A salute to the ‘Invisible Force’

They are visible on the railway stations in khaki uniform, but they are not Railway police force. They vouch for your security, but they are not your body guards. They check your baggage, but they are not security guards. They are visible on the railway stations in khaki uniform, but they are not Railway police force (RPF). They are Home Guards.

We all have come across them at some point or the other but have failed to recognize them as Home guards or have simply confused them for a RPF or a GRP. This is bound to happen as there is a very thin line of differ­ence in their appearance and attire. The one thing that differentiates them from each other is a badge on their shoulder where it is written RPF, GRP or Home guards.1

Home guards are paramilitary forces that are tasked as an auxiliary to Indian police force. Established in India by the former Home Minister Late Morarji Bhai Desai in 1946, it was reorganized in 1962. Home guards were deployed in railways after 7/11 train blast in Mumbai to protect and secure railways.

Their duties includes checking the baggage, maintaining law and order situation in the railway station, helping and guiding the commuters, providing first aid, taking charge as motormen in case there is a strike, mobilizing the crowd, resolving fights, etc. However all this func­tions are to be performed under strict guidance and in presence of GRP or RPF. The basic criterion to be a Home guard is SSC coupled with a medical examination. However, it includes people from all walks of life- be it a Teacher, Doctor, employees of public or private sector. Basically it includes all those people who are willing to give their spare time to the community.

They are trained for 15-20 days in camps which are set up in Goregaon for Mumbai. Ironically, their training in­cludes parade and weapon training, although they are not officially given the weapon for use during their duty hours.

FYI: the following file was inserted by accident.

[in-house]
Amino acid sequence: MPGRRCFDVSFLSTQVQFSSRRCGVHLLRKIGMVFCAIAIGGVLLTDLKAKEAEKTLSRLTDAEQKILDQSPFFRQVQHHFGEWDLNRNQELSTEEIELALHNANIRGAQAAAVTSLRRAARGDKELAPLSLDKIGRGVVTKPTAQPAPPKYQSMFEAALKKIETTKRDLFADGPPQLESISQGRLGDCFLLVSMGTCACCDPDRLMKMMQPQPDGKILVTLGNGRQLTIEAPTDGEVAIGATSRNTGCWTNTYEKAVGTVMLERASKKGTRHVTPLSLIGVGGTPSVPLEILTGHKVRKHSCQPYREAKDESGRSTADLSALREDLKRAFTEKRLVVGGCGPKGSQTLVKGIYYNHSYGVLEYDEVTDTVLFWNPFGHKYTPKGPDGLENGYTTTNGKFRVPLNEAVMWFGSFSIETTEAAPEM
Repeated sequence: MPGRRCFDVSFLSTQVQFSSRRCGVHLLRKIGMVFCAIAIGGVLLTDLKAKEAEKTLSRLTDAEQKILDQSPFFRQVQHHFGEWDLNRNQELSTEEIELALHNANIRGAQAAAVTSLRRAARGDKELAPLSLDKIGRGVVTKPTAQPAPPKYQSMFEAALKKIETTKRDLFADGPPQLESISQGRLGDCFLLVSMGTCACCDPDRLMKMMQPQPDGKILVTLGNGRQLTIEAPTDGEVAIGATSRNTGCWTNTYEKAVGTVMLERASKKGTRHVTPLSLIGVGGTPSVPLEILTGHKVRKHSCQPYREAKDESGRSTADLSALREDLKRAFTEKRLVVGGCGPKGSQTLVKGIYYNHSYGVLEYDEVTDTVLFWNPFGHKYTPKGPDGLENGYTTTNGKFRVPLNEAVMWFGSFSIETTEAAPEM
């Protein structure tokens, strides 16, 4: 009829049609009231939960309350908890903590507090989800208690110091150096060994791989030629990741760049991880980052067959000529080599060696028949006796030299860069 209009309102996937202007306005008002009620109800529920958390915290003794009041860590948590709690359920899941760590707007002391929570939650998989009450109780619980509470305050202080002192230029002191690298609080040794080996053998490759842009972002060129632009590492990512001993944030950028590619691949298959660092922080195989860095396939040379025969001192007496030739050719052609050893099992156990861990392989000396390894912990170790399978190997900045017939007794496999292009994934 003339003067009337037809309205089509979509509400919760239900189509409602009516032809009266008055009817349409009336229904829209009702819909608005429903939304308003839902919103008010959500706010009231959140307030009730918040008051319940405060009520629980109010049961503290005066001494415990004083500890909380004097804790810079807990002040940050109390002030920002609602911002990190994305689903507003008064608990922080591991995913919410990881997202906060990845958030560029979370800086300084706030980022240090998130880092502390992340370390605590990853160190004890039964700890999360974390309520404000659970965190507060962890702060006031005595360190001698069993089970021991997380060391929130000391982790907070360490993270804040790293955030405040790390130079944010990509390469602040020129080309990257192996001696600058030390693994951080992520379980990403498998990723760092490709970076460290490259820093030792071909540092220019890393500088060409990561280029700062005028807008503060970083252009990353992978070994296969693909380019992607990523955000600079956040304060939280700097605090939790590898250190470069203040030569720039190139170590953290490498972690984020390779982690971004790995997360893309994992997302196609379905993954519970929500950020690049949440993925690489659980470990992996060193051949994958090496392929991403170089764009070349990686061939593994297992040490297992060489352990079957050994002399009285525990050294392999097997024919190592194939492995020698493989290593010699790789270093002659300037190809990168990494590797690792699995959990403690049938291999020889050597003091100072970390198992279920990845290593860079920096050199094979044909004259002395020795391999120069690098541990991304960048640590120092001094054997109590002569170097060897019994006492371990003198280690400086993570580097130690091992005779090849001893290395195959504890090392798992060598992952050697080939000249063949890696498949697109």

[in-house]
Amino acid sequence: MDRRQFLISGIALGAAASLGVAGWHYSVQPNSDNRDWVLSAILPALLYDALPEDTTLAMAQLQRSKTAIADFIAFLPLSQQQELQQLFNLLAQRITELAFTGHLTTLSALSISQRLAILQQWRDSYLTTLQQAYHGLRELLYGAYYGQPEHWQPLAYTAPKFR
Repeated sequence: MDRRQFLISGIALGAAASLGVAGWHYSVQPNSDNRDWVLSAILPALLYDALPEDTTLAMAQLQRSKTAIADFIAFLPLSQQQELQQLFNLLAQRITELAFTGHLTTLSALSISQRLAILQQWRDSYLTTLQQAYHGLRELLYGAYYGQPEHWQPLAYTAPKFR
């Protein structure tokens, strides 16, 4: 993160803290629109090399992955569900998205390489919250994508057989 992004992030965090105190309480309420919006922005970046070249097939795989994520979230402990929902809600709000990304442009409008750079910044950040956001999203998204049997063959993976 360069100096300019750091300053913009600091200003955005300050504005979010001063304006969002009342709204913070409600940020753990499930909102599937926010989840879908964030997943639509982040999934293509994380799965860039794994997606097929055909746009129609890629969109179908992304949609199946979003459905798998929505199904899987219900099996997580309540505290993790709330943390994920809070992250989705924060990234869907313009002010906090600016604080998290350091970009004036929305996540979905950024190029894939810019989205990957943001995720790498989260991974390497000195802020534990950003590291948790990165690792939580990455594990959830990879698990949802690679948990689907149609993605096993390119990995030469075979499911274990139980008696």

Home guards are paid on the basis of daily allow­ance for the service they have rendered for the day. They are given ‘Bhatta’ or ‘Maandhan’ (as they say it in hindi) of Rs. 200 per day for a 12 hours shift.

Home guards have been a very crucial posting since stations have repeatedly been a venue of terrorist’s attacks. Given the list of all the duties and functions it is expected to deliver, if we look at it closely we find that there are many loopholes to it.

The city may boast of having thousands of home guard personnel who can come to the rescue of residents in times of emergencies but a startling fact is that there is a lack of training amongst the home guards. Not a single one of them has been trained to run suburban trains in case there is a strike and disruption of public transport. Also as mentioned above, they are not equipped with any kind of weapon except for a ‘lathi’.

They also face the problem of delayed payments. They are kept on daily allowances however there have been instances where the money has reached them after 4-5 months. “The new online salary system has made it even worse”, says one of the Home guard in Andheri. They are not paid for the extra hours of work they put in, in case of emergency. They also have to get their own uniform stitched at their own expenses.513703-home-guards-102516

Despite of all this, the reason for them choosing to be a home guard is more of a choice. To be a Home guard, they need the least qualification; i.e. SSC, they get Khaki uniform which in itself is a matter of pride. After 3 years of service in Home guards organization they get an opportu­nity to enter into police force where they get a 5% reservation in comparison to others appear­ing for the same.

The home guards are honoured for their out­standing works on 6th of December, which is celebrated as Home guard’s day. On this day, they are felicitated by giving cash prizes, certifi­cates and medals for their remarkable perfor­mances by the President of India. During the last 30 years, 133 home guards were honoured.

They are indeed a crucial part of our society but how unaware we all are about them! Even as an invisible force they are in some way creating the feeling of selflessness and commitment among the citizens towards the nation and society to encourage them to help people in crisis.

Thinking about the 26/11 Mumbai carnage, which shook the very foundation of security forces in Mumbai, we are remembered of Mar­tyrs like Viay salaskar- the encounter specialist, Hemant karkare, Ashok kamte- commissioners from ATS and Tukaram Omble- the consta­ble who held Ajmal Qasab, the lone surviving terrorist. In the above mentioned list there was also a name called Mukesh B. Jhadhav who was a Home guard at the CST station. This name probably remained unnoticed because people barely know who home guards are… Sad, isn’t it?


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